This panel stood out for its involvement of autism advocates Sandy Starr, K Leneh Buckle (KCL), and Virginia Bovell (Oxford), all of whom questioned the assumptions underpinning the normative–or, in the case of autism, neurotypical–conception of the good life. While Sandy Starr called for an understanding of autism as an identity, with its own politics, both Leneh Buckle and Virginia Bovell emphasised the need to tailor ideas of the good life to account for the needs, wishes, and abilities of individuals, particularly in the case of so called ‘low-functioning’ people with autism.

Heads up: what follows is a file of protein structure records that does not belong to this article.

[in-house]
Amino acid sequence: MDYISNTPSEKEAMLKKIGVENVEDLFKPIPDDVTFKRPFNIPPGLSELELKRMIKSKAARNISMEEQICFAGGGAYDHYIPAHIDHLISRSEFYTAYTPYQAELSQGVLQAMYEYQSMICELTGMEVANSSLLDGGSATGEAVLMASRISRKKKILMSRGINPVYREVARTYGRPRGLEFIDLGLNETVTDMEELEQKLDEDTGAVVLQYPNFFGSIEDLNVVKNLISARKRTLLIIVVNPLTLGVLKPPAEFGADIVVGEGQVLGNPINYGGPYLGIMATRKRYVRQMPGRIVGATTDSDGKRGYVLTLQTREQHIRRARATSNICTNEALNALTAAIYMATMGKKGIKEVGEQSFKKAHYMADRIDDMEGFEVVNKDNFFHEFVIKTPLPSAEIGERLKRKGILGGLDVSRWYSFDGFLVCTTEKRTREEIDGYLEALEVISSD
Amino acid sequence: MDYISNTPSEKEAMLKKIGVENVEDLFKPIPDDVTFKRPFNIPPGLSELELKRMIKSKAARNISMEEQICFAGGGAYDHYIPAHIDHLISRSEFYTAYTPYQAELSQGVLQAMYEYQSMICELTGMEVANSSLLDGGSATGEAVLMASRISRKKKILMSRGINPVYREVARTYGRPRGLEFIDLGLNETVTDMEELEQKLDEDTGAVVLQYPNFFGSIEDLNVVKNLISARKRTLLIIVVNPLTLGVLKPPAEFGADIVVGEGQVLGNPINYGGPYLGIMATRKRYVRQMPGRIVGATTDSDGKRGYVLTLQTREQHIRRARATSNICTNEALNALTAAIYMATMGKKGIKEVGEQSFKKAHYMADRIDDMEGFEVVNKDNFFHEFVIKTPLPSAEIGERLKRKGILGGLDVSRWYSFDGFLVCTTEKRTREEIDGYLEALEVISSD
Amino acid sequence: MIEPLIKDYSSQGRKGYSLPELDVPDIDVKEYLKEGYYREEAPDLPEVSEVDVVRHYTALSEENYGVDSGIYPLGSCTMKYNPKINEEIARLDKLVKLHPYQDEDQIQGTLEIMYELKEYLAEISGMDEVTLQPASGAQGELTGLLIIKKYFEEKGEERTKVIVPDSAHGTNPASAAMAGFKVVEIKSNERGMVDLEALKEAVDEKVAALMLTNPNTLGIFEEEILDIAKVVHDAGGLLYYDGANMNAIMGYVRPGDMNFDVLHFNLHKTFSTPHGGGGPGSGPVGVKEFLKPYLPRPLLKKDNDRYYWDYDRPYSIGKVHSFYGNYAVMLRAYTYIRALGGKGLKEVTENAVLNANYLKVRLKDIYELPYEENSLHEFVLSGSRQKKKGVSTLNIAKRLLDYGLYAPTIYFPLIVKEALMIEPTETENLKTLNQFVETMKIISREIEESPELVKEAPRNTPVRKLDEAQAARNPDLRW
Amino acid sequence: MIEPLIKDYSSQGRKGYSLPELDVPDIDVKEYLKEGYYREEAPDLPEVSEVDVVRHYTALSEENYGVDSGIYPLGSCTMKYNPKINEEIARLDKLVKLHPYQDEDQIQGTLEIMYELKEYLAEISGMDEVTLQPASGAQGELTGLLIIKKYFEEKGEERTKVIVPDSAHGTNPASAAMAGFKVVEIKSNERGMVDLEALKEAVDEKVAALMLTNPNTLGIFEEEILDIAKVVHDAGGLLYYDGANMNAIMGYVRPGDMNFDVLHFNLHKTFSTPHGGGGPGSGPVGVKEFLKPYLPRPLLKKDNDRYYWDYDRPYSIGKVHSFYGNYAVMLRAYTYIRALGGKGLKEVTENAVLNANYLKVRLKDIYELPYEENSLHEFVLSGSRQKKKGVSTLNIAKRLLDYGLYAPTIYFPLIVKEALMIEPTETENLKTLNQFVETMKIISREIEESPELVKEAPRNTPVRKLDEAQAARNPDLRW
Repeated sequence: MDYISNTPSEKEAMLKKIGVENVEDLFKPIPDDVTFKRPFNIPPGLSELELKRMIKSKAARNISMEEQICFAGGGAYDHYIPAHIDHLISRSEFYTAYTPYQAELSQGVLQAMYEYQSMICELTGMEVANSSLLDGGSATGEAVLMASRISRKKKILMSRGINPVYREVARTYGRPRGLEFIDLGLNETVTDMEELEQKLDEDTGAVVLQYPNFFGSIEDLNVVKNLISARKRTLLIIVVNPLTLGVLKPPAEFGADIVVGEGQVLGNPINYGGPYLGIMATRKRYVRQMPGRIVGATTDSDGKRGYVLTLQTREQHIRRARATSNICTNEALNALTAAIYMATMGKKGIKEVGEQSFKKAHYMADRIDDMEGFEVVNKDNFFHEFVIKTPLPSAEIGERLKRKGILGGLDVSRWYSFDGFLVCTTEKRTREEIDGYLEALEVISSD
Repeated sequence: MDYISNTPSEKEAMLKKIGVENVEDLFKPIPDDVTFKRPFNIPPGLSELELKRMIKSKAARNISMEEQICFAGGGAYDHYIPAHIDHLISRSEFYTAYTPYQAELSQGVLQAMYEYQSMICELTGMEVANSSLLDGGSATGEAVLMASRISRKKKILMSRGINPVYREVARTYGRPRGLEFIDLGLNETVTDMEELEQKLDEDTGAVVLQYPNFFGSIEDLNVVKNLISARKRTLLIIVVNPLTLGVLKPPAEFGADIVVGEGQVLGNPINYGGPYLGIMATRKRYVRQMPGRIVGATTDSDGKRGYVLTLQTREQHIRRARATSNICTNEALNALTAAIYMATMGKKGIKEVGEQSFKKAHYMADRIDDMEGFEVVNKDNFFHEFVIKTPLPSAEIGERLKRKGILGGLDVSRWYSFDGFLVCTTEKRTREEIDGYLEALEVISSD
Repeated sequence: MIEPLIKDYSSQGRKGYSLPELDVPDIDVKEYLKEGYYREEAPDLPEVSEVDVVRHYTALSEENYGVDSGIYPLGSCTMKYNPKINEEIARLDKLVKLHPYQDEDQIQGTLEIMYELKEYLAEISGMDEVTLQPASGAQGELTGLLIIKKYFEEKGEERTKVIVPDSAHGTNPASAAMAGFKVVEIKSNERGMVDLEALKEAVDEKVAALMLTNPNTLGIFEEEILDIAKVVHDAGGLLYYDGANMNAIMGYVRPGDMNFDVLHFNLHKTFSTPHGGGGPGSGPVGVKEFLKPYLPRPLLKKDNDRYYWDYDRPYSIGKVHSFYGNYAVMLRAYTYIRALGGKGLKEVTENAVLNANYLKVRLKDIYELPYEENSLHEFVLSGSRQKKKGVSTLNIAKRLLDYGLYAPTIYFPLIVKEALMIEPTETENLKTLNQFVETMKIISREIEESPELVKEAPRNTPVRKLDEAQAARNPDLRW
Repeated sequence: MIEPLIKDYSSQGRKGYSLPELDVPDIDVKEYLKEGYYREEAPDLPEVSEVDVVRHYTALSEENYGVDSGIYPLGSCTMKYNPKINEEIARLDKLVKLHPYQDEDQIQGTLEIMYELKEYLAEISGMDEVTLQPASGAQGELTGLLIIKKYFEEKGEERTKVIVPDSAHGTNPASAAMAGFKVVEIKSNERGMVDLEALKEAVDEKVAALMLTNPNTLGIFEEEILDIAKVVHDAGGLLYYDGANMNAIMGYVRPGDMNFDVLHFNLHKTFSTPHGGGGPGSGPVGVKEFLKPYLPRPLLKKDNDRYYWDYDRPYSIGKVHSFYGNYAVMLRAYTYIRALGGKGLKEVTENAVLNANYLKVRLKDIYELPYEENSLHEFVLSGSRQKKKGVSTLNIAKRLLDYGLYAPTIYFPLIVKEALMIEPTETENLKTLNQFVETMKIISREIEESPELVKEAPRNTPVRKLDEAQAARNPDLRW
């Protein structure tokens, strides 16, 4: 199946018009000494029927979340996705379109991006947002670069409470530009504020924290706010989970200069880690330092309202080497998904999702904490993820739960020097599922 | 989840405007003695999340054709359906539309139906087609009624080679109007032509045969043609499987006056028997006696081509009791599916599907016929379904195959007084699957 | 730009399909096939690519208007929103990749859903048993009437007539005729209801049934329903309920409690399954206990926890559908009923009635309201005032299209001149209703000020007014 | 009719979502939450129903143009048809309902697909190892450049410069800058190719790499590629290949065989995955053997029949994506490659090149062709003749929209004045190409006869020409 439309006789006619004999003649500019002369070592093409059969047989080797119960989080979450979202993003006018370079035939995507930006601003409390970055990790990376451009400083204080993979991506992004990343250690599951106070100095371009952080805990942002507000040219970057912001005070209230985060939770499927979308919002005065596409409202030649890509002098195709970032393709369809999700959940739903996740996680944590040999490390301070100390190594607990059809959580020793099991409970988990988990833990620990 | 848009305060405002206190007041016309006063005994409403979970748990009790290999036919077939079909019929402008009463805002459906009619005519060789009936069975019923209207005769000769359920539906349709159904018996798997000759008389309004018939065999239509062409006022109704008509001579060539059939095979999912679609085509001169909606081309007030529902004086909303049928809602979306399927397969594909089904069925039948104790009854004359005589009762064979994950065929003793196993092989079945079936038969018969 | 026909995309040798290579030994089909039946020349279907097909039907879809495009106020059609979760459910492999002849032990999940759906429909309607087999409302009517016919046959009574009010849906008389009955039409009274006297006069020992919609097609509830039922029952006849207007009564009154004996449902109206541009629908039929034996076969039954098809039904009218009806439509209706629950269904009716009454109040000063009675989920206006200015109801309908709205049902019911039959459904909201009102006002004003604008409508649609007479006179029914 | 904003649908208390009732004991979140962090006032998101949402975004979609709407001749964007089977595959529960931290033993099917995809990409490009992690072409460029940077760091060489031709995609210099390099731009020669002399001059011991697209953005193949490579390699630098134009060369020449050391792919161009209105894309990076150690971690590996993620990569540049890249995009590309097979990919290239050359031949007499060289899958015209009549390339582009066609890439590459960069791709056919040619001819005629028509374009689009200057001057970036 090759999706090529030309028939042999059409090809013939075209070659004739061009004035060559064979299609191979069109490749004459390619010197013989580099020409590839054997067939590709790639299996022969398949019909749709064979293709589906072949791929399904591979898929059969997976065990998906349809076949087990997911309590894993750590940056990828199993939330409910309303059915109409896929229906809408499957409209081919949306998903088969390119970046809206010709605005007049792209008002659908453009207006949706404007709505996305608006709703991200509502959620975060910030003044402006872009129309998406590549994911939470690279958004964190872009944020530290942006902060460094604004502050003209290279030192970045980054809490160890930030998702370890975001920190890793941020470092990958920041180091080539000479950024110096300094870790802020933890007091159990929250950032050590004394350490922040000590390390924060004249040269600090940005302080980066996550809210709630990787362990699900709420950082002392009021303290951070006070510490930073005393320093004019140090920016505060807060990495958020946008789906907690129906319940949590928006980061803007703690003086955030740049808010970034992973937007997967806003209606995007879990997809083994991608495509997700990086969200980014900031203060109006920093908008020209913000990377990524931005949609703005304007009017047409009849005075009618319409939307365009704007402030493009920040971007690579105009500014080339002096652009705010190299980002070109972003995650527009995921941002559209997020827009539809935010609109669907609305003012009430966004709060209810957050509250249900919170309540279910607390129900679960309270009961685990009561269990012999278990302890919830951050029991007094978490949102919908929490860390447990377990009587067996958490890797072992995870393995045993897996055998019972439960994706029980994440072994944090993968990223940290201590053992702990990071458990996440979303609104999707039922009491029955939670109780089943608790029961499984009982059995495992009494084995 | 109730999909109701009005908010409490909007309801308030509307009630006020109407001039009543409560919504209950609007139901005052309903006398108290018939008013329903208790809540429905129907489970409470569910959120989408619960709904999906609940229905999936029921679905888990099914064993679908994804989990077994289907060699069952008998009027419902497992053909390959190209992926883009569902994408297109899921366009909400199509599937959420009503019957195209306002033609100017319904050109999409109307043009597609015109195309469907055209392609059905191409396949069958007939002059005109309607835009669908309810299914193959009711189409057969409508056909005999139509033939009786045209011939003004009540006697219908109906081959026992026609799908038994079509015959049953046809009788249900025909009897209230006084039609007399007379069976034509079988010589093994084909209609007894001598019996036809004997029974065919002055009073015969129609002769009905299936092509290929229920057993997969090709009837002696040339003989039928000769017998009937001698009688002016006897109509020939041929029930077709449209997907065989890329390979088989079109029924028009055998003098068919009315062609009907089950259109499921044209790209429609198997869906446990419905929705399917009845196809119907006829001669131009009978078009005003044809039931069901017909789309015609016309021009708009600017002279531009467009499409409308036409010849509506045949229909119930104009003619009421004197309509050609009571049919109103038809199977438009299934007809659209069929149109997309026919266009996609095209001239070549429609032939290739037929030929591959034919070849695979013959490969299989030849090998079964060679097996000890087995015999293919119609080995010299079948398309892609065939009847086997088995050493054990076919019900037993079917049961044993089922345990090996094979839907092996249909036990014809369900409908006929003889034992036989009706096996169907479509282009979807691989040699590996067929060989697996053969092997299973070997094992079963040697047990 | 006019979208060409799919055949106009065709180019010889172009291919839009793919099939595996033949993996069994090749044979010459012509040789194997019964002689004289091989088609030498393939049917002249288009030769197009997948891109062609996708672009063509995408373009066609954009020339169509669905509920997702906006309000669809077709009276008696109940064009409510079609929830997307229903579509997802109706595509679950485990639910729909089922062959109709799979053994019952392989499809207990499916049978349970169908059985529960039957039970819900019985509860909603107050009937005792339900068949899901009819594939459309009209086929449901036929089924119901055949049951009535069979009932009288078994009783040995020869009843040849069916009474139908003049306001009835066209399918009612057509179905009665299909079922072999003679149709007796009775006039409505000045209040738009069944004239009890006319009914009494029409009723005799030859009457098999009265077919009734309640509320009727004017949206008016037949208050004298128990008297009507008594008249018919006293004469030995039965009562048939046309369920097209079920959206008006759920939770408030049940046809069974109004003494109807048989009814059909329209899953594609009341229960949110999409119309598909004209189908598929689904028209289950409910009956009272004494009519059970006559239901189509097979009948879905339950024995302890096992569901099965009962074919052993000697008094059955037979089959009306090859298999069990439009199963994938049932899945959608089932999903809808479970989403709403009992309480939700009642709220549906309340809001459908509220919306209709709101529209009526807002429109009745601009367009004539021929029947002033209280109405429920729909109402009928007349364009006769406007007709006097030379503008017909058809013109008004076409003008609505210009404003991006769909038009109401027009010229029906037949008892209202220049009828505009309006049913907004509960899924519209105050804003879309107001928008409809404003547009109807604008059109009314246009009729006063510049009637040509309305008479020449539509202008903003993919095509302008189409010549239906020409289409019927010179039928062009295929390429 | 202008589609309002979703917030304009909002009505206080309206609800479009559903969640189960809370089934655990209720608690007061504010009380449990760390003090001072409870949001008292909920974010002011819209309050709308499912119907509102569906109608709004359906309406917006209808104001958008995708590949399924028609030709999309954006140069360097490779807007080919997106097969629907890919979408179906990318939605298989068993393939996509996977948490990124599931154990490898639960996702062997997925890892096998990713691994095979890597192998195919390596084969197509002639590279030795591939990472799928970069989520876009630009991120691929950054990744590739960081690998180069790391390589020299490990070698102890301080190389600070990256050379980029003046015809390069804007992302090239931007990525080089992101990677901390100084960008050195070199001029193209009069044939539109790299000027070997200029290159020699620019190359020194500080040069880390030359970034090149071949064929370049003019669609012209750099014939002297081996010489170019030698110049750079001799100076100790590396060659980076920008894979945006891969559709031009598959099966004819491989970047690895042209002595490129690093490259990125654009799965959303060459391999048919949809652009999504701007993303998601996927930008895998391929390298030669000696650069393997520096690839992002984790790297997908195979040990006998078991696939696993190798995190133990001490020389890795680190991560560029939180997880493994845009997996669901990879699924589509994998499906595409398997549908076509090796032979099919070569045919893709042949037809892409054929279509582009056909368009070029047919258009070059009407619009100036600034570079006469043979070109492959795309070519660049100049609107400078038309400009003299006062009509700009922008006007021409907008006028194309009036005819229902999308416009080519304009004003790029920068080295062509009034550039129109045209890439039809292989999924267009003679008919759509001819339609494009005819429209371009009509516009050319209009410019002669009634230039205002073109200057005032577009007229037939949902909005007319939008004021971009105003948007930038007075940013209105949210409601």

Drawing on her personal experience of raising a daughter with severe intellectual disability, Eva Feder Kittay‘s discussion of cognitive disability from a moral philosophy perspective took up this last theme. Distinguished Professor of Philosophy at Stony Brook University (SUNY), Kittay questioned whether quality of life necessarily depends on the ability to achieve intellectually. In a presentation that took us from Socrates to Martha Nussbaum, Kittay critiqued the ‘stifling’ nature of dominant cognitive norms, before sketching some ways in which, by making these norms more capacious, the notion of the good life can become more accommodating. Crucially, she drew attention to the essential role that access to resources and support for both individuals with cognitive disabilities, their families and carers play in working towards this. While this presentation was complimented well by that of Professor Richard Ashcroft (QMUL) and Dr Jackie Leach Scully (Newcastle), due to timetabling issues the talk that followed–Dr Liz Pellicano‘s (London) engaging discussion of educational interventions in childhood–appeared somewhat misplaced. A better pairing might have been with Saskia Baron’s presentation, which centred on autism and ageing. Baron’s documentary, The Autism Puzzle, broke new ground when it first appeared in 2002, and continues to be an essential tool in educating the public about autism. Likewise, her theme at this event shed light on yet another area neglected by research into and thinking about autism: how ageing affects autism, and vice versa.